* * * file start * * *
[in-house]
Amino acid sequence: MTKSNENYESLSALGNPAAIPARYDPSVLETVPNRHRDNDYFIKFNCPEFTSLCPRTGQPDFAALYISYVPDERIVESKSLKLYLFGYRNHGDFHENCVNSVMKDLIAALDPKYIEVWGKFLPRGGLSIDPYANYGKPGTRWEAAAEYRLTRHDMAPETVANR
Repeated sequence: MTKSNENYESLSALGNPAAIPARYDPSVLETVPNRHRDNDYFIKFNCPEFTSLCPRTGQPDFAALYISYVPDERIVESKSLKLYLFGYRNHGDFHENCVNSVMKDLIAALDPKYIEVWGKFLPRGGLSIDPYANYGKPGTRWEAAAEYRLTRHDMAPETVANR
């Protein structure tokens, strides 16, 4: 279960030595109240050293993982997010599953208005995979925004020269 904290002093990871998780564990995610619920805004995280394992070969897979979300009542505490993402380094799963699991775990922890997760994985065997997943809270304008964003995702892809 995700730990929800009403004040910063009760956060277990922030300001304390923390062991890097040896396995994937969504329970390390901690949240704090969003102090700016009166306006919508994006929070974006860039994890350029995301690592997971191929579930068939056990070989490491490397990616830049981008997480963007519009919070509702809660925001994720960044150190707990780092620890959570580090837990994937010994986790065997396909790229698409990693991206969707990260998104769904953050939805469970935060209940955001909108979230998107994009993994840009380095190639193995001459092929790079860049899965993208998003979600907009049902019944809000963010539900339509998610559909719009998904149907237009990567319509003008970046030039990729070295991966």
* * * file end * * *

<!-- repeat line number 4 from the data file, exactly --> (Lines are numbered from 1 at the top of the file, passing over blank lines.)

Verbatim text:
């Protein structure tokens, strides 16, 4: 279960030595109240050293993982997010599953208005995979925004020269 904290002093990871998780564990995610619920805004995280394992070969897979979300009542505490993402380094799963699991775990922890997760994985065997997943809270304008964003995702892809 995700730990929800009403004040910063009760956060277990922030300001304390923390062991890097040896396995994937969504329970390390901690949240704090969003102090700016009166306006919508994006929070974006860039994890350029995301690592997971191929579930068939056990070989490491490397990616830049981008997480963007519009919070509702809660925001994720960044150190707990780092620890959570580090837990994937010994986790065997396909790229698409990693991206969707990260998104769904953050939805469970935060209940955001909108979230998107994009993994840009380095190639193995001459092929790079860049899965993208998003979600907009049902019944809000963010539900339509998610559909719009998904149907237009990567319509003008970046030039990729070295991966």